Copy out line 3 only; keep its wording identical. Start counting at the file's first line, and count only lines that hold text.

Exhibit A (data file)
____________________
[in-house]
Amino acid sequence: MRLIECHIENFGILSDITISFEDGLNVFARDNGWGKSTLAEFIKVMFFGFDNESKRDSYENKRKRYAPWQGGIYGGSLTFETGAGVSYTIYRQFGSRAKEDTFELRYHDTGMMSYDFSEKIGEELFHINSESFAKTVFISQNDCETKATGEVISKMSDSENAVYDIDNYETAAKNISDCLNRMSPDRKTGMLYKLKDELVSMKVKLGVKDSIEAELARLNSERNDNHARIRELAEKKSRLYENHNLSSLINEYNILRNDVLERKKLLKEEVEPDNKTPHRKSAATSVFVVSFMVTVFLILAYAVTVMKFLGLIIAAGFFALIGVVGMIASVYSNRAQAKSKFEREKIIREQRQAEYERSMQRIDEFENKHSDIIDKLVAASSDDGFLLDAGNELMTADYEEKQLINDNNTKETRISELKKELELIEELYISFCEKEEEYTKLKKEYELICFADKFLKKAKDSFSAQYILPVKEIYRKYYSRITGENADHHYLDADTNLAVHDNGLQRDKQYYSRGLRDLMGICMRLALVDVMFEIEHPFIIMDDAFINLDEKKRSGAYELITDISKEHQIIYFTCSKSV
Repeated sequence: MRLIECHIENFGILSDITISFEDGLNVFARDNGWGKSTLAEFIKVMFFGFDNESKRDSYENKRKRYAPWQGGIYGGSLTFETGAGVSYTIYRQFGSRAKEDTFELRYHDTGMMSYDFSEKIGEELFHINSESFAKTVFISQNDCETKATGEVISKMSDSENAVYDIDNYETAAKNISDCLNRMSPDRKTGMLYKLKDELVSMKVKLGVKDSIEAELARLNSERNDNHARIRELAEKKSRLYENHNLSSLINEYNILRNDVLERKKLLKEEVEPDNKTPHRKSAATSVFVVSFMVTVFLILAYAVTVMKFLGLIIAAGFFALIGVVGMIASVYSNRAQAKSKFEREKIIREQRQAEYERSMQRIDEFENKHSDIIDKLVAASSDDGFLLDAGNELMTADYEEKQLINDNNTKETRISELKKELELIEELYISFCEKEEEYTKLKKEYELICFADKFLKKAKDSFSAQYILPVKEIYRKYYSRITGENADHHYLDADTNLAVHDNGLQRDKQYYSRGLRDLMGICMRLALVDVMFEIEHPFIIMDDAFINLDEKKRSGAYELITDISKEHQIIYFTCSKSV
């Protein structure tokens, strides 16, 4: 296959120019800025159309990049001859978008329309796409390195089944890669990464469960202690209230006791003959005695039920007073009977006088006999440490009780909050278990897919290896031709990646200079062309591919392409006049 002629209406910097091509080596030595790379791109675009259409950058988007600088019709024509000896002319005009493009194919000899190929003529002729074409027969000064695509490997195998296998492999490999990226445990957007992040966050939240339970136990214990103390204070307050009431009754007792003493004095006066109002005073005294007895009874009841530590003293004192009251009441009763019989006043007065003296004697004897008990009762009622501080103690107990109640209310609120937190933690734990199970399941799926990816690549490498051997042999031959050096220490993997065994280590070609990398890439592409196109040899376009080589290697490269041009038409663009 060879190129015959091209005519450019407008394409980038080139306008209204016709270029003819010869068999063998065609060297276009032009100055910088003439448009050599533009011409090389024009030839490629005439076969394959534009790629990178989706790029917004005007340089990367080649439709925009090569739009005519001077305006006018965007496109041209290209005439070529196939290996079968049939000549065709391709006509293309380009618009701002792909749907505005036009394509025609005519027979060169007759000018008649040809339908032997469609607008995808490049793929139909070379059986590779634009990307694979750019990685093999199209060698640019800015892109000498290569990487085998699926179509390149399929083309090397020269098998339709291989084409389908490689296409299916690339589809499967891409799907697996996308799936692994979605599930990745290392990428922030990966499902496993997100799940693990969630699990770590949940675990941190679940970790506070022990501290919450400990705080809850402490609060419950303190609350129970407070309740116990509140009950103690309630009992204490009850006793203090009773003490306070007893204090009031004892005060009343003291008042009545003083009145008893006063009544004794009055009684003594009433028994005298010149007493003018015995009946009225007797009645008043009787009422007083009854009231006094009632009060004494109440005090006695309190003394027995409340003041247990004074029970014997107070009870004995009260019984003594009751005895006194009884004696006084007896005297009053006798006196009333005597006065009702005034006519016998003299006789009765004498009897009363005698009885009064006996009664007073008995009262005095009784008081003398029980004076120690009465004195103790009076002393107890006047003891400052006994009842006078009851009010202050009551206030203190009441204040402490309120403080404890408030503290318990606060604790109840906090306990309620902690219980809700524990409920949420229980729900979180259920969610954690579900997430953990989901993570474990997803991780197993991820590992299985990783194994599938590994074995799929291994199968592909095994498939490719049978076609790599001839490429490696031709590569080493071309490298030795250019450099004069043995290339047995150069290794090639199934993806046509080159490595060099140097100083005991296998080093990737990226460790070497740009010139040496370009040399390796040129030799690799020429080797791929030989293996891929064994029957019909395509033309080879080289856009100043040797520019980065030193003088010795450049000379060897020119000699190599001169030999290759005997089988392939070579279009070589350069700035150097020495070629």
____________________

Repeated sequence: MRLIECHIENFGILSDITISFEDGLNVFARDNGWGKSTLAEFIKVMFFGFDNESKRDSYENKRKRYAPWQGGIYGGSLTFETGAGVSYTIYRQFGSRAKEDTFELRYHDTGMMSYDFSEKIGEELFHINSESFAKTVFISQNDCETKATGEVISKMSDSENAVYDIDNYETAAKNISDCLNRMSPDRKTGMLYKLKDELVSMKVKLGVKDSIEAELARLNSERNDNHARIRELAEKKSRLYENHNLSSLINEYNILRNDVLERKKLLKEEVEPDNKTPHRKSAATSVFVVSFMVTVFLILAYAVTVMKFLGLIIAAGFFALIGVVGMIASVYSNRAQAKSKFEREKIIREQRQAEYERSMQRIDEFENKHSDIIDKLVAASSDDGFLLDAGNELMTADYEEKQLINDNNTKETRISELKKELELIEELYISFCEKEEEYTKLKKEYELICFADKFLKKAKDSFSAQYILPVKEIYRKYYSRITGENADHHYLDADTNLAVHDNGLQRDKQYYSRGLRDLMGICMRLALVDVMFEIEHPFIIMDDAFINLDEKKRSGAYELITDISKEHQIIYFTCSKSV